Palo Alto High School's News and Features Publication

Verde Magazine

Verde Magazine

Verde Magazine

100 years of Peninsula Creamery: 50s diner reaches centennial

Stanford Daily, 1950
70 YEARS PAST — Two Stanford students enjoy a meal at the Creamery

With burgundy booths and retro radios bolted to the walls, the Peninsula Creamery, a classic 1950s diner sitting on the corner of Hamilton Avenue and Emerson Street, holds decades of Palo Alto history.

The Creamery serves as a time capsule of the Bay Area’s dairy farming past.

According to California State Parks, the Bay Area was California’s first major dairy center. Because of this, creameries were extremely popular in this area, providing milk to Stanford University and San Francisco.

Before Silicon Valley became a tech capital, cows roamed pastures on what is now Stanford Shopping Center, according to the city of Palo Alto’s website.

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John Santana Sr. and J.B. Howell opened the Creamery in 1923 with the promise of fresh milk and cheap food, according to Creamery’s website.

In 1932, John Santana Sr. bought the Creamery dairy plant, where the milk was processed, located at the time on Alma Street.

According to the Creamery’s website, the plant was the sole milk provider to Stanford University and operated over 60 trucks before closing in 1985 because of the decline of milkmen. This plot of land was turned into the Peninsula Creamery Dairy Store and Grill which still stands today.

The Peninsula Creamery diner and Dairy Store and Grill were originally owned by the same family, but now only the Dairy store is family-owned. The Santanas sold the restaurant in 1987 to Rob Fischer, who is still the current owner.

Peninsula Creamery still carries traditions started by the original owners.

It has kept the same recipes for items such as its meatloaf and egg salad and still blends its milkshakes in metal cans in an old-fashioned soda fountain way.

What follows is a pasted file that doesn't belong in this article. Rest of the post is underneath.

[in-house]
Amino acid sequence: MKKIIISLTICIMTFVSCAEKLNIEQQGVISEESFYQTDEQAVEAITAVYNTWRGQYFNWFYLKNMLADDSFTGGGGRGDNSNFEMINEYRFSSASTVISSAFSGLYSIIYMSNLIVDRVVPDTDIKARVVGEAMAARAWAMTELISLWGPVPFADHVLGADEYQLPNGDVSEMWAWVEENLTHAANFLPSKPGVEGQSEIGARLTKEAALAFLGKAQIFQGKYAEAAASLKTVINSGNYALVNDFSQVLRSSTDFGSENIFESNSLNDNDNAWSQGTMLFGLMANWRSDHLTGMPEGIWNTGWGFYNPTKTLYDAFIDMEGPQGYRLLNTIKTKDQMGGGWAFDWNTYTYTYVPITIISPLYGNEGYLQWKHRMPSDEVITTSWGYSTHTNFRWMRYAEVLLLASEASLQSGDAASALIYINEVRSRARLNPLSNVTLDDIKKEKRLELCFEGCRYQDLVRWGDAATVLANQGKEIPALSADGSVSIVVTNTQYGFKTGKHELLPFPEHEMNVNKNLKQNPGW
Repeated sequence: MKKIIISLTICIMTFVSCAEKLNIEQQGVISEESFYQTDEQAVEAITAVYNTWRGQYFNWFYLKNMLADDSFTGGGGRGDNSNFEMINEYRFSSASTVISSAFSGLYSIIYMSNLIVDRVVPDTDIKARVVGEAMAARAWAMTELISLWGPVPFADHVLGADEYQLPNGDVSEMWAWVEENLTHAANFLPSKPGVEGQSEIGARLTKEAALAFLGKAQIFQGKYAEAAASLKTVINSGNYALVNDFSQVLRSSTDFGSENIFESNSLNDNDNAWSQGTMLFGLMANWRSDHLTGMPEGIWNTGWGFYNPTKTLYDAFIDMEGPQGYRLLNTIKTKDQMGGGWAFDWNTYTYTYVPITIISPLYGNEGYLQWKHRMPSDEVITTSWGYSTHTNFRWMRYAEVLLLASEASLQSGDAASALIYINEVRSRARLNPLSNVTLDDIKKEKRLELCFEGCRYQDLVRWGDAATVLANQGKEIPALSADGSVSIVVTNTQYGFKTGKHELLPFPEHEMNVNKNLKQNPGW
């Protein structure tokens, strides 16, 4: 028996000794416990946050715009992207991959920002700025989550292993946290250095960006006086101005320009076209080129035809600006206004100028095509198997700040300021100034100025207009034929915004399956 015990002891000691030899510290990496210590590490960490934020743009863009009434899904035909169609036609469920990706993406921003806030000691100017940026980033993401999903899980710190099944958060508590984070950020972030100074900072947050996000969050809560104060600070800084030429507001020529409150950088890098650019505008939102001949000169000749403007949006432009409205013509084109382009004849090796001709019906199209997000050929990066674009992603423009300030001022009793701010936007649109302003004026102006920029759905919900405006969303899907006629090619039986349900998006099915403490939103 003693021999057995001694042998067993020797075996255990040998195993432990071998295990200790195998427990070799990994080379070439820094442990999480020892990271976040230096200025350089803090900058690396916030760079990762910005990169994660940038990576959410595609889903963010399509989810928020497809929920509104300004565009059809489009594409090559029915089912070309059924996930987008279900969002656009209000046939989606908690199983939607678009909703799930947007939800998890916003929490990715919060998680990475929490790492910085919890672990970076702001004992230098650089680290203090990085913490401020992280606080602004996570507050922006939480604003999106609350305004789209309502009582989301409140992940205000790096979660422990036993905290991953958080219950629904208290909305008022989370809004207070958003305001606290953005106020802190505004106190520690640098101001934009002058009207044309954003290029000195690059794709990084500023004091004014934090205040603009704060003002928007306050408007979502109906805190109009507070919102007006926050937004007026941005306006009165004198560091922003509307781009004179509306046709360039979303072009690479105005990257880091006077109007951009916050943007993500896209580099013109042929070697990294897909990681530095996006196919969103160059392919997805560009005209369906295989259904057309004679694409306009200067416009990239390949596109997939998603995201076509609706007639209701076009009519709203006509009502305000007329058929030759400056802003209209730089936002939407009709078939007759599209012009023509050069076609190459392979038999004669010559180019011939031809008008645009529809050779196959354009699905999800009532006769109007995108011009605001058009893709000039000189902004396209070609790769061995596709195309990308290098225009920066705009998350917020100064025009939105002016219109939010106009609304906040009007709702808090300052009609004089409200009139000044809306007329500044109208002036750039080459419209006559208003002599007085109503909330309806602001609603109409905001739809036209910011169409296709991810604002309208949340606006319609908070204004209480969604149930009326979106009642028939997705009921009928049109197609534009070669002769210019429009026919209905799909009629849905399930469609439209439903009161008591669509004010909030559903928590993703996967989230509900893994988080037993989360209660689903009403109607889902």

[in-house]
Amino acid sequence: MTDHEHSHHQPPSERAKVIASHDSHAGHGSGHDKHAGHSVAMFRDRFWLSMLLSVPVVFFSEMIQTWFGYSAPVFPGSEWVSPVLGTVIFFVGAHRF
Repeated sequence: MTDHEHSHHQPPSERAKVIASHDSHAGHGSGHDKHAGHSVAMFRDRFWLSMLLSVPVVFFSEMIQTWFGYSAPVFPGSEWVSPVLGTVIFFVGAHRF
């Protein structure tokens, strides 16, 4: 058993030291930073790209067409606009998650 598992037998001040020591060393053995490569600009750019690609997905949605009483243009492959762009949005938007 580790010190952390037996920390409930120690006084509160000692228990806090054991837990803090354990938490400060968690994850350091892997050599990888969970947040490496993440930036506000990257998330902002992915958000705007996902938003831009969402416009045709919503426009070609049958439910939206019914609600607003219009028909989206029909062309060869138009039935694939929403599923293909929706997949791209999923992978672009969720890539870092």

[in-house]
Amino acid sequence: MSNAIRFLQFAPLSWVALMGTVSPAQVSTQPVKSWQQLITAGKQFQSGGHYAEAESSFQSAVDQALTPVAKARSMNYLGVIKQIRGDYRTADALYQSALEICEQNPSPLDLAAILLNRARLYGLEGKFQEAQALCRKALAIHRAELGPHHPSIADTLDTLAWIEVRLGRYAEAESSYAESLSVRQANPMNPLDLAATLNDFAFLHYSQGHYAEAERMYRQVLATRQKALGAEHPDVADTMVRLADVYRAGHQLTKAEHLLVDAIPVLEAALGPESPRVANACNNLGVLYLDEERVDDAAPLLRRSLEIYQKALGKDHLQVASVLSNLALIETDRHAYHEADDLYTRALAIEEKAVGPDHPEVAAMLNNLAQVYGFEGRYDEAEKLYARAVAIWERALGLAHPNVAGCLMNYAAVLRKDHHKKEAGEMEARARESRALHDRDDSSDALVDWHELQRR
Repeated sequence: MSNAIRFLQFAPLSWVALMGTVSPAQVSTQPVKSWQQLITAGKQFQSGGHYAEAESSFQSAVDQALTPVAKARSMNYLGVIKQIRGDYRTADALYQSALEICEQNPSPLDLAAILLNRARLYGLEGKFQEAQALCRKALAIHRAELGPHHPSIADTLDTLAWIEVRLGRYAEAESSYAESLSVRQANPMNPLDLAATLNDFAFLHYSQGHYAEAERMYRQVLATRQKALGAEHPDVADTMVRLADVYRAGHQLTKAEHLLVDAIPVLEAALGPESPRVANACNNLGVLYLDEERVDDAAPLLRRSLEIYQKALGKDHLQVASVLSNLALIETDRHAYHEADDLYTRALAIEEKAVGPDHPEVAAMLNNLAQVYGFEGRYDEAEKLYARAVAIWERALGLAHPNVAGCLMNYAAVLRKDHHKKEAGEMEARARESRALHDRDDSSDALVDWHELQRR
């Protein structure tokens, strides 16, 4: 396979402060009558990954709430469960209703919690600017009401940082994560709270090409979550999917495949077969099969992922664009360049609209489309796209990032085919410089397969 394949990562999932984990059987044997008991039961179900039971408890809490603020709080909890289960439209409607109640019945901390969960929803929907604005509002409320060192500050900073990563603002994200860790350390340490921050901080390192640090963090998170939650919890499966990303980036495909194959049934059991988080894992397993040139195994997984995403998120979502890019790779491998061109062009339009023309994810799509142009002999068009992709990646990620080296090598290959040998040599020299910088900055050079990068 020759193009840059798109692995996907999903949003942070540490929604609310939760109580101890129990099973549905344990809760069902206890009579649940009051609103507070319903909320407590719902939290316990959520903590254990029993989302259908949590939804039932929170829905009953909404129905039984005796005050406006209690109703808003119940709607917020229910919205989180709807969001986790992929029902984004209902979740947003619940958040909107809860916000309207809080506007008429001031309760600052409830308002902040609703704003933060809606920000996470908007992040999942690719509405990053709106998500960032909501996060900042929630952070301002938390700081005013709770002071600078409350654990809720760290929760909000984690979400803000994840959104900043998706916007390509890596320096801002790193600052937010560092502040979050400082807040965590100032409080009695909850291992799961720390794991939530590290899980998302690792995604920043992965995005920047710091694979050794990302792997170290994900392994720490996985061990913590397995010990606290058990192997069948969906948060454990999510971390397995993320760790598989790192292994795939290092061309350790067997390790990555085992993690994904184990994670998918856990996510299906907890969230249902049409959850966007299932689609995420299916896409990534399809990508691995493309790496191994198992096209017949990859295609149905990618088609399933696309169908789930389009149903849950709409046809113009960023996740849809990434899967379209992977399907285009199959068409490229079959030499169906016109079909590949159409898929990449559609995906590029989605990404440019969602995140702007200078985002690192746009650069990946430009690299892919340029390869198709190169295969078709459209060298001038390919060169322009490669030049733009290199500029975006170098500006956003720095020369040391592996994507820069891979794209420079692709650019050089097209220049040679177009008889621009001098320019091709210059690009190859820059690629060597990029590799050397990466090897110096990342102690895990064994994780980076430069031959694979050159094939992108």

James Santana, the current owner of Peninsula Creamery and grandson of the founder, shares the secret to the longevity of his family’s business.

We’ve been around for 100 years [because of our] good food [and] good prices.”

— James Santana, current owner of the Creamery and grandson of the founder

Located on High Street and Channing Avenue, Peninsula Creamery Dairy Store and Grill is the quintessential American diner with its signature deli sandwiches, such as its “Nifty” with turkey, bacon, avocado and jack cheese on sourdough toast and its classic buttermilk pancakes.

The Creamery has been an essential part of the Palo Alto community with many ads in The Campanile, The Stanford Daily and Madrono that date back to the 1940s. Even after reaching a huge milestone of 100 years, the Palo Alto community still appreciates this charming restaurant.

Palo Alto High School sophomore Ria Mirchandani said she has been going to the Creamery her whole life.

“I’ve been going there since I was a little kid,” Mirchandani said. “I’d be really sad if it [Peninsula Creamery] somehow became a Starbucks or another big company.”

Mirchandani says that the 50s diner vibe of the Peninsula Creamery is one of the distinct things that makes it stand out.

My favorite thing about it [Peninsula Creamery] is probably the ambiance. It feels like a good environment to spend time in versus other ice cream places that have good food but they don’t have that small-town charm or appeal.”

— Ria Mirchandani, sophomore

Santana said that Palo Alto residents should continue to support Peninsula Creamery and other family-owned businesses.

“It’s simple: you want to support local businesses,” Santana said. “If you don’t, they’ll no longer be here.”